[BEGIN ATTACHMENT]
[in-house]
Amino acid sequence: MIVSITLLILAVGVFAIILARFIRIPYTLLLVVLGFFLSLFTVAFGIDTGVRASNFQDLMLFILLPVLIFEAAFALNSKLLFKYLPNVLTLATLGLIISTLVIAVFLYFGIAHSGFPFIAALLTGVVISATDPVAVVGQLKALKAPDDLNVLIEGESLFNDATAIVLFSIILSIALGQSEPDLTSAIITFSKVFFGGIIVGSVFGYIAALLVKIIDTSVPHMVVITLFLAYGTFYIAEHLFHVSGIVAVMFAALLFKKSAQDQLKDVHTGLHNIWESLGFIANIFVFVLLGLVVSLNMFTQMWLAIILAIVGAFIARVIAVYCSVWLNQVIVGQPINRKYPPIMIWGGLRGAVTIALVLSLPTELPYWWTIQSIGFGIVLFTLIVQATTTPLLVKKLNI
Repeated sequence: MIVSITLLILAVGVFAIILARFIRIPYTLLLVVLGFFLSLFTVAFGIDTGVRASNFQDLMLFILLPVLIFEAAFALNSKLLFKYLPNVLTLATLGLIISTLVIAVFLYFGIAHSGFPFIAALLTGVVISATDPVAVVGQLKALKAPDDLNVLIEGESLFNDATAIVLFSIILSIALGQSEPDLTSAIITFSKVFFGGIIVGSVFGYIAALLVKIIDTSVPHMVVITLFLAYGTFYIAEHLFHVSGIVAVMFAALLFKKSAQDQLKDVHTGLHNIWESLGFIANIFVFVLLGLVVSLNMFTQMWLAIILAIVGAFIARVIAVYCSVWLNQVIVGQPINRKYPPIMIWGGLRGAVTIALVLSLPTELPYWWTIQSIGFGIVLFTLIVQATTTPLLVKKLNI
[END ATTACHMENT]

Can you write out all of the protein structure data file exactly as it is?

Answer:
[in-house]
Amino acid sequence: MIVSITLLILAVGVFAIILARFIRIPYTLLLVVLGFFLSLFTVAFGIDTGVRASNFQDLMLFILLPVLIFEAAFALNSKLLFKYLPNVLTLATLGLIISTLVIAVFLYFGIAHSGFPFIAALLTGVVISATDPVAVVGQLKALKAPDDLNVLIEGESLFNDATAIVLFSIILSIALGQSEPDLTSAIITFSKVFFGGIIVGSVFGYIAALLVKIIDTSVPHMVVITLFLAYGTFYIAEHLFHVSGIVAVMFAALLFKKSAQDQLKDVHTGLHNIWESLGFIANIFVFVLLGLVVSLNMFTQMWLAIILAIVGAFIARVIAVYCSVWLNQVIVGQPINRKYPPIMIWGGLRGAVTIALVLSLPTELPYWWTIQSIGFGIVLFTLIVQATTTPLLVKKLNI
Repeated sequence: MIVSITLLILAVGVFAIILARFIRIPYTLLLVVLGFFLSLFTVAFGIDTGVRASNFQDLMLFILLPVLIFEAAFALNSKLLFKYLPNVLTLATLGLIISTLVIAVFLYFGIAHSGFPFIAALLTGVVISATDPVAVVGQLKALKAPDDLNVLIEGESLFNDATAIVLFSIILSIALGQSEPDLTSAIITFSKVFFGGIIVGSVFGYIAALLVKIIDTSVPHMVVITLFLAYGTFYIAEHLFHVSGIVAVMFAALLFKKSAQDQLKDVHTGLHNIWESLGFIANIFVFVLLGLVVSLNMFTQMWLAIILAIVGAFIARVIAVYCSVWLNQVIVGQPINRKYPPIMIWGGLRGAVTIALVLSLPTELPYWWTIQSIGFGIVLFTLIVQATTTPLLVKKLNI